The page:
Traditional teaching format includes mainly didactic lectures with the help of various teaching aids; this form of teaching is considered to be more or less passive way of learning. However, practical classes where the students can actively take part in experiments to apply the knowledge obtained from the theory classes is a form of active learning.

Teaching of pharmacology includes both didactic lectures (traditional format) as well as laboratory-based practical classes, involving in vivo and in vitro experiments (both requiring animals). Recently, the use of animals for experimental purposes in basic sciences is not encouraged because of ethical issues and the easy and cheap availability of effective software programs. Hence, computer-assisted learning (CAL) tools have now become an effective replacement for conventional animal experiments.[13]

CAL techniques include different computer-based packages; for pharmacology, CAL includes series of animal experiments to understand the basic concept of particular drug action on particular systems and specific experimental techniques. Moreover, it is already established that students learn better if they actively participate in the learning process rather than remain as passive recipients.[4]

Literature search reveals that CAL clearly offers potential for improving student learning which is further supported by the fact that CAL has been included in the medical curriculum in about 95% of medical schools in the US and 100% of medical schools in the UK and Canada.[14] However, most of the data are obtained from Western countries; few studies have been carried out in the setting of developing countries like ours (India).[3],[4],[11],[13]

In our state, the syllabus of pharmacology for MBBS students as per the university guidelines include animal experiments, both in in vivo (demonstration of “effects of mydriatics and miotics in Rabbit's eyes”) and in vitro (demonstration of “drug effects in amphibian heart/cat blood pressure preparation”) settings.[15] Other than our state, other universities of different states, and several autonomous institutes in India also include animal experiments (in in vivo and or in vitro settings) in MBBS syllabus.[16],[17],[18] However, in accordance with the three R (replacement, reduction, and refinement) principles and the growing ethical concerns against animal experiments, software-based CAL tools would be ideal replacements for animal experiments. In this study, we have conducted a comparative study to identify if there is any benefit of integrating CAL with conventional teaching format (didactic lecture) with the aid of kymographic tracings obtained from previously conducted animal experiments available in books [19] in pharmacology for a specific topic.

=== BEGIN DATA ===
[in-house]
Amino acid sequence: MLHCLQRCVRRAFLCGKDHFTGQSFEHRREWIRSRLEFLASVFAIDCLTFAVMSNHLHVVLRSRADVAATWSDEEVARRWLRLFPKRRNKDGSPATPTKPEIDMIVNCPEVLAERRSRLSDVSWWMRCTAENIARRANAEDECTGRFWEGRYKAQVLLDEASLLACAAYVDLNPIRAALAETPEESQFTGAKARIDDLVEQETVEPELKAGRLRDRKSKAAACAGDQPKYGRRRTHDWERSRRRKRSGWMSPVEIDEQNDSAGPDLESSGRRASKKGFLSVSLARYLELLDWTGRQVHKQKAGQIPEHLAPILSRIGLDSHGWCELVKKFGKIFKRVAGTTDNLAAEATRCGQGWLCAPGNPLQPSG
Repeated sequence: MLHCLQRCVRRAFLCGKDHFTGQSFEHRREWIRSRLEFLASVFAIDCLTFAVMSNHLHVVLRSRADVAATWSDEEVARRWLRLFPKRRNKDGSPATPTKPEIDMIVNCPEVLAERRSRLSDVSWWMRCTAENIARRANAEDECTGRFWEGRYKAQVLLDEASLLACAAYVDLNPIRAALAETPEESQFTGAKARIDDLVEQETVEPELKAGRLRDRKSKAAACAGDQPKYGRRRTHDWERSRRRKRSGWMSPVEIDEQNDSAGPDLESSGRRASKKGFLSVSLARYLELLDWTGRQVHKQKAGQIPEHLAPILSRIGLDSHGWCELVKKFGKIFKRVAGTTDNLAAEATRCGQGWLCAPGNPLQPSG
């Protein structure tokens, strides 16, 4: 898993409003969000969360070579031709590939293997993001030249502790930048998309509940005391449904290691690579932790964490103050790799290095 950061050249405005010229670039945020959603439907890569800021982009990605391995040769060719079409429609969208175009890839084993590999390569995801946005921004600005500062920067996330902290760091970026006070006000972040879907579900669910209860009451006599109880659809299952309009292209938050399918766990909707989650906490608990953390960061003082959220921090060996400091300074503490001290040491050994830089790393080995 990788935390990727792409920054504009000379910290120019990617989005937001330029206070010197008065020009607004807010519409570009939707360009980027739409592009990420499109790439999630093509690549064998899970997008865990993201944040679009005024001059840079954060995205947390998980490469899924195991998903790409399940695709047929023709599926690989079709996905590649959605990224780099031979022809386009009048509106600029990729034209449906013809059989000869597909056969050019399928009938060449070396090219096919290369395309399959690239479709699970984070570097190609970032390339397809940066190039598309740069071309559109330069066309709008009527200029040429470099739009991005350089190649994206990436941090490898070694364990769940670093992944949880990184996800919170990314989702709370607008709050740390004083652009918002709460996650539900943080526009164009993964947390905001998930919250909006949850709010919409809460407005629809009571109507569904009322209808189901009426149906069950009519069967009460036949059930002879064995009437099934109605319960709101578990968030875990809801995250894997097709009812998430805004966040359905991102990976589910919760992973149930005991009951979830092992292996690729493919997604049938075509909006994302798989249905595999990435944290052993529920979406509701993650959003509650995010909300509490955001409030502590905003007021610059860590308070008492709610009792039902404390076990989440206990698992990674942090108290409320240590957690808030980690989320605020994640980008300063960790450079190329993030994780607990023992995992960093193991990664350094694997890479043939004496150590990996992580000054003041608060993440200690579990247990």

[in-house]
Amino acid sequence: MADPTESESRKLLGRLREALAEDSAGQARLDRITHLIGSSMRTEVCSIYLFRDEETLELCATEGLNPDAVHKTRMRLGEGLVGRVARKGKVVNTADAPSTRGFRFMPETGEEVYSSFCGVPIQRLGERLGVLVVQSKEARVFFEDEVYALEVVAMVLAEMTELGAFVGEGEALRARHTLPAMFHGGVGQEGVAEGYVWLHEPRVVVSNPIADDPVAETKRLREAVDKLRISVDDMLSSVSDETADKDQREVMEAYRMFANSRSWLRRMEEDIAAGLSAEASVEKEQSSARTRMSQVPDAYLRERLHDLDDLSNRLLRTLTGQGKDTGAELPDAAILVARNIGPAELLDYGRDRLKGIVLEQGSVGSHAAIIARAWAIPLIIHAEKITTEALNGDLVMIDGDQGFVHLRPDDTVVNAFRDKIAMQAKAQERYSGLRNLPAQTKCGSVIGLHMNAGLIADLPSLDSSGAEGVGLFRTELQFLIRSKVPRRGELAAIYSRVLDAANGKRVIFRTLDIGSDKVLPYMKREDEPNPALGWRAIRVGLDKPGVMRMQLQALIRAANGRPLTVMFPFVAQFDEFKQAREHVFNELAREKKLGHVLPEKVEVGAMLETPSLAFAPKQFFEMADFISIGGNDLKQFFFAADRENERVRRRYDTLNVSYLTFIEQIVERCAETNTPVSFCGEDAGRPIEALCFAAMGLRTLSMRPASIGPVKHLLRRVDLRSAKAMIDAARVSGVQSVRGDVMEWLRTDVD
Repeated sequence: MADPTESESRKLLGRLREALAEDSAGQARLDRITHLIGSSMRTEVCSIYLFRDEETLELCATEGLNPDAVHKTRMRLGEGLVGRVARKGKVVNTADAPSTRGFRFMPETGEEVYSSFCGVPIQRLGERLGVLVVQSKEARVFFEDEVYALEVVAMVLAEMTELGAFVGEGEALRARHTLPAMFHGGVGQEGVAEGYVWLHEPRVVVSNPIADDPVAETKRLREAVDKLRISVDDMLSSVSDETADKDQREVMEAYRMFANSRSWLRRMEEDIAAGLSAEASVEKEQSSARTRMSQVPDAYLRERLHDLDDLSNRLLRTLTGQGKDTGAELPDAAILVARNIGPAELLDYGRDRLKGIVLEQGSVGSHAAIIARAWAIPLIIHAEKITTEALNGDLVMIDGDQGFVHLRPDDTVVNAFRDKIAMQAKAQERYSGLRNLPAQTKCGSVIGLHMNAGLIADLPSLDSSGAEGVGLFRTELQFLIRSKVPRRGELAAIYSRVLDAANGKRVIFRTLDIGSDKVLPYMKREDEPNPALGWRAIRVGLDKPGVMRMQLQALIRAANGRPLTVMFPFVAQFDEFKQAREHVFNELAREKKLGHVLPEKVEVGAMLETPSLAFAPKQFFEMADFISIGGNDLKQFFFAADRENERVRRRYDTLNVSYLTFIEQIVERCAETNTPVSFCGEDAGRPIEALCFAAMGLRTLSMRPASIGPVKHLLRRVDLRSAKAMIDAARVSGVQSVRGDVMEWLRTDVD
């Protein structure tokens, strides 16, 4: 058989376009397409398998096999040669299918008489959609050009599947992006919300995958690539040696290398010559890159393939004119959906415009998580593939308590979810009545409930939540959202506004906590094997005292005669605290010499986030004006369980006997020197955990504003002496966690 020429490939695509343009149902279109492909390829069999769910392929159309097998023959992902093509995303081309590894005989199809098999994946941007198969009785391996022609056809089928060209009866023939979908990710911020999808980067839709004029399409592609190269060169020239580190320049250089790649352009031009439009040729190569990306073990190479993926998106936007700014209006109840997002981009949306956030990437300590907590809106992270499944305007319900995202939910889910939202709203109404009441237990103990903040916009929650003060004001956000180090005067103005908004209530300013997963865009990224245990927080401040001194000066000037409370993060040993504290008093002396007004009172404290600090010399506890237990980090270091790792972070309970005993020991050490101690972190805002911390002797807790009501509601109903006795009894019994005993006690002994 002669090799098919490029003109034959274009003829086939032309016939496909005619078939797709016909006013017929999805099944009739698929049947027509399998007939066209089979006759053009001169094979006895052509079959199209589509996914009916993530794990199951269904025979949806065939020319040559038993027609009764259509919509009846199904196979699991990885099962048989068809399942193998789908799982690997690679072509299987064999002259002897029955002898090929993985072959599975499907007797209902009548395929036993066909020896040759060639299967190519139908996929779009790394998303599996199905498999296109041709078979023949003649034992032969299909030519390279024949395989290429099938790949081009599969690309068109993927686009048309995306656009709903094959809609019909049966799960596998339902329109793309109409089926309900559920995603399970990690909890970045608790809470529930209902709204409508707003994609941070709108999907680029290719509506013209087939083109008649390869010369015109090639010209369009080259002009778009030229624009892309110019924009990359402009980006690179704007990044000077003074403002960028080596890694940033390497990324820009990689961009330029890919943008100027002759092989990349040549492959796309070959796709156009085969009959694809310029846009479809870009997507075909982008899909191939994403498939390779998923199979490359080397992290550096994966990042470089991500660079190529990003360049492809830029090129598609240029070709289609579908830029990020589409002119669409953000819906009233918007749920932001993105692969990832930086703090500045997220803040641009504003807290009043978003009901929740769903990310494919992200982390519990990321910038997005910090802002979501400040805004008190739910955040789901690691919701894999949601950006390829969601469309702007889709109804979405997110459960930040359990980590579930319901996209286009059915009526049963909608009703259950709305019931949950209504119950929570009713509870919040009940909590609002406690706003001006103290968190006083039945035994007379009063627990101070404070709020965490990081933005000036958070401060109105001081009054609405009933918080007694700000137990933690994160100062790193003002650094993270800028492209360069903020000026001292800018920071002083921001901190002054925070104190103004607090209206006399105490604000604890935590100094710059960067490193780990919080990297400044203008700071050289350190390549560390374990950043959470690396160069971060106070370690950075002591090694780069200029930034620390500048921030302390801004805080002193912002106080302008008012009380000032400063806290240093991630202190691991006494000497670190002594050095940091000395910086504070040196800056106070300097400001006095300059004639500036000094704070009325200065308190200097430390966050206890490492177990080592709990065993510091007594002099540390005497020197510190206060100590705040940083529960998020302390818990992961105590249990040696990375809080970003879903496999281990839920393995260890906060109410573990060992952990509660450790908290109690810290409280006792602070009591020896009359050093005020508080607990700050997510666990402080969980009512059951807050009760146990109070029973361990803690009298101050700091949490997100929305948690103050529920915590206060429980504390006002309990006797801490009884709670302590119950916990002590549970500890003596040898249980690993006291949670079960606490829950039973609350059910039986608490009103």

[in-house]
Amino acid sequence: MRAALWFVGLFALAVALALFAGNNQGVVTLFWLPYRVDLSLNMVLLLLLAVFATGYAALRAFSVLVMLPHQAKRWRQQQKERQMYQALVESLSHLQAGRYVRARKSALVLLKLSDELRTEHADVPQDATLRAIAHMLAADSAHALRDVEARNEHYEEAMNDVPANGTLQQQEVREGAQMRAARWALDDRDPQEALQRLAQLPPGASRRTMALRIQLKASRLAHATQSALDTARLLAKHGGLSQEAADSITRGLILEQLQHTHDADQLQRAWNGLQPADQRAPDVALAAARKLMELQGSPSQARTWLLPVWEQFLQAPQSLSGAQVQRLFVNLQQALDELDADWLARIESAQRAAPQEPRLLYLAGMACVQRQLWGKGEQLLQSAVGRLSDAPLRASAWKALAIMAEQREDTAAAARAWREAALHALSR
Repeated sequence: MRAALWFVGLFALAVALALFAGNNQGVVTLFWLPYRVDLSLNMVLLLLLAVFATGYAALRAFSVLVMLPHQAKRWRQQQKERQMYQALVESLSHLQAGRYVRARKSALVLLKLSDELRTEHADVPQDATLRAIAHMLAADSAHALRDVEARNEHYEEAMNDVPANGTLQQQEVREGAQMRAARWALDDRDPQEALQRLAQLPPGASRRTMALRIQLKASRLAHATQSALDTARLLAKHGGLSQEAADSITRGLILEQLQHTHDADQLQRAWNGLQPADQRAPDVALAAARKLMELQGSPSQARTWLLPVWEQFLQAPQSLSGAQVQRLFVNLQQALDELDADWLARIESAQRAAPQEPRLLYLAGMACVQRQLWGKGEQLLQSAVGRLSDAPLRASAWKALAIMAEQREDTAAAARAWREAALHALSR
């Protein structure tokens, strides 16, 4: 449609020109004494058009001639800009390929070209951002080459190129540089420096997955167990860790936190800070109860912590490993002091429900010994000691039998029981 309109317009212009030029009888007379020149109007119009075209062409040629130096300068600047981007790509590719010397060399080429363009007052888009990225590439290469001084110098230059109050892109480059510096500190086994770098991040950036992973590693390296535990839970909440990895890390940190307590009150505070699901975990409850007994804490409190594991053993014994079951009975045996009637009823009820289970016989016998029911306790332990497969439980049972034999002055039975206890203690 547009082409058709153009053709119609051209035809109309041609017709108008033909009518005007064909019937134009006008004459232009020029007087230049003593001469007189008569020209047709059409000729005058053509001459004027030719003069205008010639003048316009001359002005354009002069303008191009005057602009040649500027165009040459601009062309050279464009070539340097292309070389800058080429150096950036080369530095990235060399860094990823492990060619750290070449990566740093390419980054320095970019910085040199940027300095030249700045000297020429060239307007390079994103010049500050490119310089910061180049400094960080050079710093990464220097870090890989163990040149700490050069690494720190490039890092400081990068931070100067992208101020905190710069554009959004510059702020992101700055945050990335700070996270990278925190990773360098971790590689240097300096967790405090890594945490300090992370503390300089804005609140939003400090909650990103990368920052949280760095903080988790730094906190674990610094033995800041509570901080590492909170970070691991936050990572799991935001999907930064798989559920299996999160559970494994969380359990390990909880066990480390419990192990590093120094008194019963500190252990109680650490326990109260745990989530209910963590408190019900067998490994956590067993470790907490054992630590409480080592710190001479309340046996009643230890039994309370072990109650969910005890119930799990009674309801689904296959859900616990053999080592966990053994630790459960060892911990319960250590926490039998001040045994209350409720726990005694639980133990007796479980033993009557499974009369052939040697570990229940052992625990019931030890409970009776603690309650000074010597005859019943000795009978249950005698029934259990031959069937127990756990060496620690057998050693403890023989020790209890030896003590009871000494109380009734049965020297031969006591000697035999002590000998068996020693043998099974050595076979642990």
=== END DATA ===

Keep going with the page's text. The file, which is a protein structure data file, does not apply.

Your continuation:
Materials and Methods Top


Study site

The study was conducted in a Government Medical College in Eastern India (Kolkata) enrolled under the West Bengal University of Health Sciences and the Medical Council of India. Permission regarding conducting the study was sought from the Institutional Ethics Committee.

Study tools

Conventional teaching format

In this format, the students were taught in the conventional chalk and talk approach without any audio-visual aid other than photocopies of kymographic tracings.

Computer-assisted learning tool

As a CAL tool, we used the software EP Dog version E 1.1.0 (Professor, Department of Pharmacology, JIPMER, India) developed by Dr. R Raveendran. The aim of the session was to demonstrate and explain the effects of various drugs of the autonomic nervous system (ANS) on mean arterial pressure (MAP) and heart rate (HR) in a dog model. The objective of this teaching session was to familiarize the students with the experimental techniques on dog model (anesthetization and preparation of the animal, techniques measurement of MAP and HR, routes of administration of the concerned drugs, etc.), effects of administration of various drugs (agonists and antagonists) acting on the ANS on MAP and HR, comparison of effects, and pharmacological phenomena (vasomotor reversal of dale, ganglionic effects of acetylcholine, etc.,).